In layman’s terms, the CLT says that: given a population P, with some metric M whose true average is $ \mu_M $, and you take a random sample of independent measurements from P and take the average $ a_M $, then $ a_M $ follows a normal distribution. Note that the error of the measurement, $ e_M = \mu_M - a_M $ also follows a normal distribution since $ \mu_M $ is a constant. $ e_M $ is the quantity most closely related to the $ H_0 $ null hypothesis' test statistic.

## Monte Carlo simulation

We can "prove" this to ourselves by running Monte Carlo simulations:

- First, we will define a population with some distribution. It doesn’t have to be normal, it can be uniform, exponential, whatever.
- Then we take
`sample_size`

samples and compute the mean. - We do the above step
`num_sample`

times, so we have`num_sample`

means. - Then we plot these means and according to the CLT, we should see a nice bell curve centered on the true mean of the original population distribution (ie. the mean of the uniform, the mean of the exponential, etc).

Let's use scipy, it gives us convenient ways to sample standard distributions. First, a function which samples a given distribution and shows a histogram of the samples against the probability density function of the distribution. We can use this to check that we're doing the right thing:

```
def population_sample_plot(population, sample_size=1000):
sample = population.rvs(size=sample_size)
padding = (max(sample) - min(sample)) / 4.0
resolution = (max(sample) - min(sample)) / 100.0
z = np.arange(min(sample) - padding, max(sample) + padding, resolution)
plt.plot(z, population.pdf(z))
plt.hist(sample, density=True, alpha=0.5)
plt.show()
```

Let's visualize a uniform, an exponential and a normal distribution using the above function:

```
population_sample_plot(uniform)
population_sample_plot(expon)
population_sample_plot(norm)
```

So these are the original population distributions, and we're trying to estimate the mean by drawing samples. Let's write code to do this:

```
def population_sample_mean_plot(population, sample_size=1000, num_samples=1000):
sample_means = [mean(population.rvs(size=sample_size)) for _ in range(num_samples)]
mn = min(sample_means)
mx = max(sample_means)
rng = mx - mn
padding = rng / 4.0
resolution = rng / 100.0
z = np.arange(mn - padding, mx + padding, resolution)
plt.plot(z, norm(mean(sample_means), std(sample_means)).pdf(z))
plt.hist(sample_means, density=True, alpha=0.5)
plt.show()
```

Let's see the distribution of the means for the same three distributions:

```
population_sample_mean_plot(uniform)
population_sample_mean_plot(expon)
population_sample_mean_plot(norm)
```

The Central Limit Theorem works!The distribution of the means, for uniform, exponential and normal distributions is a normal distribution, about the true population mean.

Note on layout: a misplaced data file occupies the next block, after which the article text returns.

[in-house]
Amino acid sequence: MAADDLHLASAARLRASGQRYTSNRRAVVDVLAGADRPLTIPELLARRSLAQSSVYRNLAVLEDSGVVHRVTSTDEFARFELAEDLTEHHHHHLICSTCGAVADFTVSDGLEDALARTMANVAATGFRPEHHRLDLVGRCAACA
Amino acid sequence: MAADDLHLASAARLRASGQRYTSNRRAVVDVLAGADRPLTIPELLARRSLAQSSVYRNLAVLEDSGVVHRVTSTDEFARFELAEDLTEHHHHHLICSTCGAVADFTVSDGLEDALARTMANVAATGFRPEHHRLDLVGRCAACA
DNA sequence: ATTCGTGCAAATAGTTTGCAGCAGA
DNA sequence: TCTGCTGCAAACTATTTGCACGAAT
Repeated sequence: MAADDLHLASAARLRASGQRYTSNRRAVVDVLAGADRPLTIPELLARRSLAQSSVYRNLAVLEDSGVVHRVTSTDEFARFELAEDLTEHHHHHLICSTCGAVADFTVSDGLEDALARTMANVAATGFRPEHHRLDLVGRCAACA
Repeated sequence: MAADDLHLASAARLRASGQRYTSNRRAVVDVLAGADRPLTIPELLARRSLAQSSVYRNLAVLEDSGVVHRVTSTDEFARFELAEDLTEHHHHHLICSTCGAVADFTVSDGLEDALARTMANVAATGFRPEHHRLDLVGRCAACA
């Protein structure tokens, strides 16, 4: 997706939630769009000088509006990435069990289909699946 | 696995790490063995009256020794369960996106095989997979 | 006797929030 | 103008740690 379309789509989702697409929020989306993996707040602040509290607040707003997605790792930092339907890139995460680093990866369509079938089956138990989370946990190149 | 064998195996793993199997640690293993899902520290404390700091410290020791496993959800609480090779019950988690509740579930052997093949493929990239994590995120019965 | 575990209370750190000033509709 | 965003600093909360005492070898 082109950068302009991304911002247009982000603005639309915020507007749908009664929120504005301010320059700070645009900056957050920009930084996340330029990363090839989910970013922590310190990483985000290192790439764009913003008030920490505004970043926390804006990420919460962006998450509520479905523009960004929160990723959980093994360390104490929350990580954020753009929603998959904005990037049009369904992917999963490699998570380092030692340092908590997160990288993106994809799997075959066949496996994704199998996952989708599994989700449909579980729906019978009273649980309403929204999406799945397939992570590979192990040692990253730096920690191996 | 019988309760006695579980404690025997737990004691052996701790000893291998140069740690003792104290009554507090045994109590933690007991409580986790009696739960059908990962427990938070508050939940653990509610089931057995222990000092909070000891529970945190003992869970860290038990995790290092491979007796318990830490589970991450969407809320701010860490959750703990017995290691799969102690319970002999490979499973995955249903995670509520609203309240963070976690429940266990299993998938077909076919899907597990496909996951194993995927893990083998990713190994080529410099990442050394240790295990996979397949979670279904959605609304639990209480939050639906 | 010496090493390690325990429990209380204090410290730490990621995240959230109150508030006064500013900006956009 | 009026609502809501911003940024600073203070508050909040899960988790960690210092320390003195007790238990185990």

Note that **the CLT also works for discrete distributions such as the Bernoulli distribution**, the underlying distribution for conversions.

```
population_sample_mean_plot(bernoulli)
```

## Standard error

The CLT says that the means follow a normal distribution centered around the true mean of the population. What about the width of the bell curve? The technical term for the width of a distribution is the standard deviation. Furthermore, there is a dedicated term for the standard deviation of a sample drawn to estimate a population parameter such as the mean, we call this the standard error:

The standard error (SE) of a statistic (usually an estimate of a parameter) is the standard deviation of its sampling distribution[1] or an estimate of that standard deviation. If the parameter or the statistic is the mean, it is called the standard error of the mean (SEM). The sampling distribution of a population mean is generated by repeated sampling and recording of the means obtained. This forms a distribution of different means, and this distribution has its own mean and variance.

Without going into details, the standard error $ s $ is $ s = \sigma / \sqrt{N} $, where $ \sigma $ is the standard deviation of the original population, and $ N $ is the sample size (`sample_size`

in the code above). Aas we draw more and more samples (more $ N $), the standard error $ s $ decreases, so we get a "needle" bell curve around the true population mean. We can get an arbitrarily accurate estimate of the mean by drawing a lot of samples.

## Conclusion

**The Central Limit Theorem is the reason why, when you're doing A/B testing on averages (such as conversion or average timespents), the normality assumption for hypothesis testing is usually justified.** In the next post I will show cases when the CLT does not apply.